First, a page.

• 9
    This doesn't really answer the question
    – Michael
    Commented Mar 29, 2016 at 1:40

It depends on the room temperature where you live. At 65F (18C) or below, butter is often barely spreadable and will last for weeks on the counter in a sealed container. At 80F (26C), it starts to get overly soft and doesn't last more than several days.
Our family goes through about a pound / week and we've never had any issues with keeping a half-pound block on the counter at any given time - we finish it off before it has time to lose any quality or flavour. The rest we keep in the fridge until needed.
The most important thing is to keep it in a covered container - I'm sure a butter crock would do a great job, but even just any old small glass container with a lid will do.

  • 8
    You're right but I would advise against using a plastic container as it would overtime keep an unpleasant smell. Any ceramic, porcelain or glass container will be a satisfactory choice.
    – Wizard79
    Commented Jul 18, 2010 at 17:21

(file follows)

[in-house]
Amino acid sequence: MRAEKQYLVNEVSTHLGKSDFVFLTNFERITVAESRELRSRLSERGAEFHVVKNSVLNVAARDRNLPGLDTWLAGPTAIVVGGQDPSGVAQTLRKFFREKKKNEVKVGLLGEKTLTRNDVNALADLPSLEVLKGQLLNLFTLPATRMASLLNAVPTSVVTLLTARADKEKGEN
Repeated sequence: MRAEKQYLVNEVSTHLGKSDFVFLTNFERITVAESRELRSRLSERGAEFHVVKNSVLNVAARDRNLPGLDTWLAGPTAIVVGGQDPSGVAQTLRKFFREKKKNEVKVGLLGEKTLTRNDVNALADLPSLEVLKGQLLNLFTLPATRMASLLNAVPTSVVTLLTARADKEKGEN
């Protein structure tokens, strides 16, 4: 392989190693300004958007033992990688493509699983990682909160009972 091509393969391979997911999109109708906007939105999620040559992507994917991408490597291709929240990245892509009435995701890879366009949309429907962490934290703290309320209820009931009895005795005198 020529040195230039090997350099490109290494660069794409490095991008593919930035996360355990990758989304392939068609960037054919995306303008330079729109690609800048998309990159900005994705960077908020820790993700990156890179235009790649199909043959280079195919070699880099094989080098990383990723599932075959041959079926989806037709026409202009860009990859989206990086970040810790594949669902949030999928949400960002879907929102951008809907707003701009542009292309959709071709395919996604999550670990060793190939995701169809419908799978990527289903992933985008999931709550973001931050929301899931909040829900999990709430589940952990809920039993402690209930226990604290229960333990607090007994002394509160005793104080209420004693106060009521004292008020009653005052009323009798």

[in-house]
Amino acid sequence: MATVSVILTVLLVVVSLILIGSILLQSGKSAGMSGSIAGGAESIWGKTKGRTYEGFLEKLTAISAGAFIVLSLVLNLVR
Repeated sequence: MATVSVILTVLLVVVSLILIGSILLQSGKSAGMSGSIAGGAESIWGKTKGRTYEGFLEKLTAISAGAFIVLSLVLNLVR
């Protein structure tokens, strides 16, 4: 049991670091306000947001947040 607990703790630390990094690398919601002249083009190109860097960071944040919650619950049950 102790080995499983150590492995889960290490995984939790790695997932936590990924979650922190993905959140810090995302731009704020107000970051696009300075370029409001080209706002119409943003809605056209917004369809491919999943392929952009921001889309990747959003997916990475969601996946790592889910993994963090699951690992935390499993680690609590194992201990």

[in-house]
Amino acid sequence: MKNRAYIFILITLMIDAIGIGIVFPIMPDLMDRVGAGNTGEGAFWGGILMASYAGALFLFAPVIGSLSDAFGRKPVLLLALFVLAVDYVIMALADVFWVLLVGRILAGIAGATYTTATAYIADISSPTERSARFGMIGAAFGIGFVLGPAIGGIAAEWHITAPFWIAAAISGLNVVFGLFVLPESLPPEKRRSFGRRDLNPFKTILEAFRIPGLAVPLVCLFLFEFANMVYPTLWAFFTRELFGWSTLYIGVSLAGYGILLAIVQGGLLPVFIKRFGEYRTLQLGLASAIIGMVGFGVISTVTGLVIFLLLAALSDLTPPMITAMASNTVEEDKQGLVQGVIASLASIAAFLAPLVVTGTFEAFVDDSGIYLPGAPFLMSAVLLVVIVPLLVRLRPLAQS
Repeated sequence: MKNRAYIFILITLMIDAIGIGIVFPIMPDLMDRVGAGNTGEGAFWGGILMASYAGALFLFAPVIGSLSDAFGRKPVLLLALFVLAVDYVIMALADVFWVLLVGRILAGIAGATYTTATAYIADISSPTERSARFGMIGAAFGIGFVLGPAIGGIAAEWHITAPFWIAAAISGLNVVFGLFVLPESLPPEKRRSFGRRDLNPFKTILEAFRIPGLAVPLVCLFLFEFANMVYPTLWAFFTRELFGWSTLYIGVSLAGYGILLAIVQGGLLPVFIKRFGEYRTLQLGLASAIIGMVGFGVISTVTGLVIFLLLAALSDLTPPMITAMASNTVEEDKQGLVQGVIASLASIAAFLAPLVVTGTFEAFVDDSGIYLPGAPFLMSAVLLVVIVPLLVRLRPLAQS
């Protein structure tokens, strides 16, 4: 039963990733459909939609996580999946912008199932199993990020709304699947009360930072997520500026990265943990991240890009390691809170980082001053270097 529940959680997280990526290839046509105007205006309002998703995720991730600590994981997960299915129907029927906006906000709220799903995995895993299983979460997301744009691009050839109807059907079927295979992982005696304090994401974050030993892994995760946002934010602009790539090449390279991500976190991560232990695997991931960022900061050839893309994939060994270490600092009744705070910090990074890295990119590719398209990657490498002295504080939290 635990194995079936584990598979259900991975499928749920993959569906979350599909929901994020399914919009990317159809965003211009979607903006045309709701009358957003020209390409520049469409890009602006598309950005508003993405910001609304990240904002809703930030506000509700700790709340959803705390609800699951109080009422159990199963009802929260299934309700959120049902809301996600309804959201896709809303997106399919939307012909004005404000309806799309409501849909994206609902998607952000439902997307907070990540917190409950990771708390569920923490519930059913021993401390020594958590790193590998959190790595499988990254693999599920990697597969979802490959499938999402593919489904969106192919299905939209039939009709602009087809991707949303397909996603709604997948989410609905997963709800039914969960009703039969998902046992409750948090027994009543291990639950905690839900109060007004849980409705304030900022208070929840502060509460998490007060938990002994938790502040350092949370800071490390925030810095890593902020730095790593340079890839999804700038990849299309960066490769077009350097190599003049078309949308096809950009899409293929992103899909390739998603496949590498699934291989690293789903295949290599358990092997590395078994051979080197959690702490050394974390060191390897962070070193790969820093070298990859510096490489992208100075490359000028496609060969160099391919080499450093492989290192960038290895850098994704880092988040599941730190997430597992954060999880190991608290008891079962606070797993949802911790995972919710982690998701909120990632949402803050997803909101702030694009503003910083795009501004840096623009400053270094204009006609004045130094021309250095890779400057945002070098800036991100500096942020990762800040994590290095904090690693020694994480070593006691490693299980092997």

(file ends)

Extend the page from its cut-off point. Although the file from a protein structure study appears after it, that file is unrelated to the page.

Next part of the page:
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    I just don't understand all of the excitement over the butter crock. I keep butter just like you mention, in a simple closed container, on the counter. I've done this for 30+ years and have very rarely had to toss it.
    – wdypdx22
    Commented Oct 17, 2010 at 7:13
  • 1
    @wdypdx22 - Where do you live? In Southern California, we can keep the butter out on the table (for a few days) between December and May; at other times of the year it barely lasts a day. So for most of the year, it's rock-hard slabs straight from the fridge, or no butter at all.
    – MT_Head
    Commented Jun 24, 2011 at 18:36
  • and what about an clay pot? Does that work too? Commented Jul 13, 2011 at 13:49
  • and does the container have to be air tight too? Commented Jul 13, 2011 at 13:53